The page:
The Court of Appeal of California, Fourth Appellate District, held on April 30, 2020, that the trial court abused its discretion when it denied a motion for compassionate release based upon considerations other than those set forth in Pen. Code § 1170, subd. (e).

The Department of ...

Colorado Supreme Court: Warrant Allowing General Search of Cellphone Unconstitutional Violation of Particularity Requirement

The Supreme Court of Colorado held that a warrant authorizing a general search of Pamela Kay Coke’s cellphone was overbroad and violated the Fourth Amendment’s particularity requirement.

Fifteen-year-old T.F. told police Coke had sexually assaulted him. T.F. gave officers his cellphone, which contained messages from “Pam” apologizing ...

Eleventh Circuit Holds Georgia Terroristic Threats Conviction Overbroad for ACCA

The U.S. Court of Appeals for the Eleventh Circuit held on April 8, 2020, that a prior conviction under Georgia’s terroristic threats statute was overbroad and therefore failed to meet the elements clause of the Armed Career Criminal Act (“ACCA”).

Najee Oliver was sentenced as an armed ...

Policing is irrelevant for public safety — but these alternatives are proven to work

Recent protests, catalyzed by the murder of George Floyd in Minneapolis, call for an end to racist police violence. With their actions, the protesters have also moved beyond many of the stale policing debates of the recent past. Defund, disband, abolish—people who would ...

Myth of Technology as an Equalizing Force in Criminal Justice

Since the rise of social media and ever-present cellphones with cameras, the narrative around these developments has been that justice is rapidly democratizing.

While many law enforcement failures and abuses have been exposed by citizens with technology, this trend is not the case for all technology. “Access ...

Kansas Supreme Court: District Court Failed to Apprise Defendant of Right to Jury Trial

The Supreme Court of Kansas held that a district court “failed to properly apprise [Bryan Richard] Harris of his right to a jury trial and failed to ensure that Harris understood the nature of the right he was giving up.”

Harris was transported to the Atchison County ...

Fourth Circuit Requests Further Information on Stingray Device to Determine Whether It Violates Fourth Amendment Rights

The U.S. Court of Appeals for the Fourth Circuit remanded a case to the U.S. District Court for the District of Maryland because the lower court failed to provide sufficient development on the record to determine whether the use of a stingray device violated the defendant’s rights. ...

Oklahoma Enacts Jailhouse Informant Law, Joins Other States

The law was sponsored by Senator Julie Daniels and Representative Chris Kannady, making Oklahoma the third state ...

South Carolina Supreme Court Overturns Murder Conviction Where State Presented Improper Testimony Regarding Trace DNA Evidence

The Supreme Court of South Carolina reversed Billy Phillips’ murder conviction because the State presented improper testimony regarding DNA evidence and provided information to the jury that was simply wrong.

Well-known drug dealer Darius Woods was found shot to death on his couch. His handgun — the ...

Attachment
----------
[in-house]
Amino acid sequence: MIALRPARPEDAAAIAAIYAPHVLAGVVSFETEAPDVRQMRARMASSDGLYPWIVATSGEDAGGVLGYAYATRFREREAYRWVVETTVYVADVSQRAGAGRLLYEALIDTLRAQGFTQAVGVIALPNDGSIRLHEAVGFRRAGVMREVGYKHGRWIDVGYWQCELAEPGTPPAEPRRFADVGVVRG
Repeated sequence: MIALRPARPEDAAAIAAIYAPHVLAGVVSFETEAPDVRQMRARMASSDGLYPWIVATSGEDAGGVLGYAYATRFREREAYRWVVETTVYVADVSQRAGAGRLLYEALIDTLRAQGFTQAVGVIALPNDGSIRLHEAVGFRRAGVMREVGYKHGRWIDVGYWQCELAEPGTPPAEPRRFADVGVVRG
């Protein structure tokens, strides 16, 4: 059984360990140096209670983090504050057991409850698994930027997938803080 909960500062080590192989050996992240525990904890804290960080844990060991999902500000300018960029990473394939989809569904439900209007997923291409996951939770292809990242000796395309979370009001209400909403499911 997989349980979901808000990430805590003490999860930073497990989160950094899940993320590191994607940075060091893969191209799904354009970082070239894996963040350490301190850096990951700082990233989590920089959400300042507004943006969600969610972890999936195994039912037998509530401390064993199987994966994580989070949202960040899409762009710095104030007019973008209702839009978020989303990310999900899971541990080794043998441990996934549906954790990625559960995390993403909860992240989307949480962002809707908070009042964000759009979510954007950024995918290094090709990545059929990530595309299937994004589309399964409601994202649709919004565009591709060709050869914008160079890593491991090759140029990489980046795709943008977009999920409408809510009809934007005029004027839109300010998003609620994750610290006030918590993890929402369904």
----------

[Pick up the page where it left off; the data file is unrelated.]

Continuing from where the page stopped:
Iowa Supreme Court Announces That ‘Good Cause’ in Newly Amended Appeals Statute Means ‘a Legally Sufficient Reason’

The Supreme Court of Iowa announced that the words “good cause” in the newly amended appeals statute of Iowa Code § 814.6(1)(a)(3) means “a legally sufficient reason.”

Mercedes JoJean Damme pleaded guilty to two counts of theft in the third degree. The State agreed to seek no ...

South Carolina Supreme Court: State Cannot Appeal Guilty Plea

The Supreme Court of South Carolina dismissed the State’s appeal of a guilty plea and affirmed denial of motions to reconsider the sentence for recusal of the trial court.

The Court’s order came in an appeal the State brought in the prosecution of Rick Quinn, Jr. ...

Two New Forensic DNA Standards Added to the OSAC Registry

National forensic science organization approves standards for interpreting DNA mixtures.

by the National Institute of Standards and Technology, U.S. Department of Commerce

https://www.nist.gov/news-events/news/2020/05/two-new-forensic-dna-standards-added-osac-registry

The Organization of Scientific Area Committees (OSAC) for Forensic Science has placed two new standards covering the interpretation of DNA evidence on its registry of approved standards. ...

Big Brother, as Well as Big Business, Are Tracking You: the Snitch in Your Own Pocket, Purse, or Belt Holder

Neuroscience and Criminal Cases

Maine Supreme Judicial Court Vacates Conviction on Double Jeopardy Grounds

The Supreme Judicial Court of Maine vacated one of Ronald Paquin’s convictions for gross sexual misconduct on double jeopardy grounds and ordered the trial court to enter a judgment of acquittal on three additional counts.

Paquin served as the priest at the Roman Catholic Church in Haverhill, ...

Eighth Circuit Affirms Habeas Relief Decades After Conviction Because Prosecutor Destroyed Evidence Prior to Trial

The U.S. Court of Appeals for the Eighth Circuit affirmed habeas relief to two codefendants on April 29, 2020, after an Arkansas state prosecutor (now a state supreme court justice) intentionally destroyed evidence about favorable treatment for a jailhouse informant that influenced the jury’s verdict.

Over 30 ...

Eleventh Circuit Vacates Firearm Conviction Based on Rehaif

Based on Rehaif v. United States, 139 S. Ct. 2191 (2019) (“Rehaif II”), the U.S. Court of Appeals for the Eleventh Circuit vacated Oniel Christopher Russell’s conviction of possessing a firearm and ammunition as an immigrant unlawfully in the U.S. in violation of 18 U.S.C. §§ ...